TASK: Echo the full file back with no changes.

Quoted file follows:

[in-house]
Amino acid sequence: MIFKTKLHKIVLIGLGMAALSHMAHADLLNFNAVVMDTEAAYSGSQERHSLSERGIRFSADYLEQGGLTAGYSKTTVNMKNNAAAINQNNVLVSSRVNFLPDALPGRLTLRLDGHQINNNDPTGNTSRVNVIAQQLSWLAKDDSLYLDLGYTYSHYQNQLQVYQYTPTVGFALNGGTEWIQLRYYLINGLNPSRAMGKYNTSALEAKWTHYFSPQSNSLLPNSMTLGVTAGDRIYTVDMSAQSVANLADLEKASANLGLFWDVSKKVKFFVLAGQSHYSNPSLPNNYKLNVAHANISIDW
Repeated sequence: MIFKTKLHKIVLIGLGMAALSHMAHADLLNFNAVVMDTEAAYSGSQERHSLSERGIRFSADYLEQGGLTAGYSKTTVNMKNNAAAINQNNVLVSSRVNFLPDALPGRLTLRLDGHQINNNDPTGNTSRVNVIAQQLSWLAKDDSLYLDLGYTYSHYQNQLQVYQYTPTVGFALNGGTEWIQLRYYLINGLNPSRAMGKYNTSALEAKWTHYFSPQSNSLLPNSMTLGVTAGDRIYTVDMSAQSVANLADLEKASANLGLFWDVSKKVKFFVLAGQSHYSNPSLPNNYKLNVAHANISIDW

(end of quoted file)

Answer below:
[in-house]
Amino acid sequence: MIFKTKLHKIVLIGLGMAALSHMAHADLLNFNAVVMDTEAAYSGSQERHSLSERGIRFSADYLEQGGLTAGYSKTTVNMKNNAAAINQNNVLVSSRVNFLPDALPGRLTLRLDGHQINNNDPTGNTSRVNVIAQQLSWLAKDDSLYLDLGYTYSHYQNQLQVYQYTPTVGFALNGGTEWIQLRYYLINGLNPSRAMGKYNTSALEAKWTHYFSPQSNSLLPNSMTLGVTAGDRIYTVDMSAQSVANLADLEKASANLGLFWDVSKKVKFFVLAGQSHYSNPSLPNNYKLNVAHANISIDW
Repeated sequence: MIFKTKLHKIVLIGLGMAALSHMAHADLLNFNAVVMDTEAAYSGSQERHSLSERGIRFSADYLEQGGLTAGYSKTTVNMKNNAAAINQNNVLVSSRVNFLPDALPGRLTLRLDGHQINNNDPTGNTSRVNVIAQQLSWLAKDDSLYLDLGYTYSHYQNQLQVYQYTPTVGFALNGGTEWIQLRYYLINGLNPSRAMGKYNTSALEAKWTHYFSPQSNSLLPNSMTLGVTAGDRIYTVDMSAQSVANLADLEKASANLGLFWDVSKKVKFFVLAGQSHYSNPSLPNNYKLNVAHANISIDW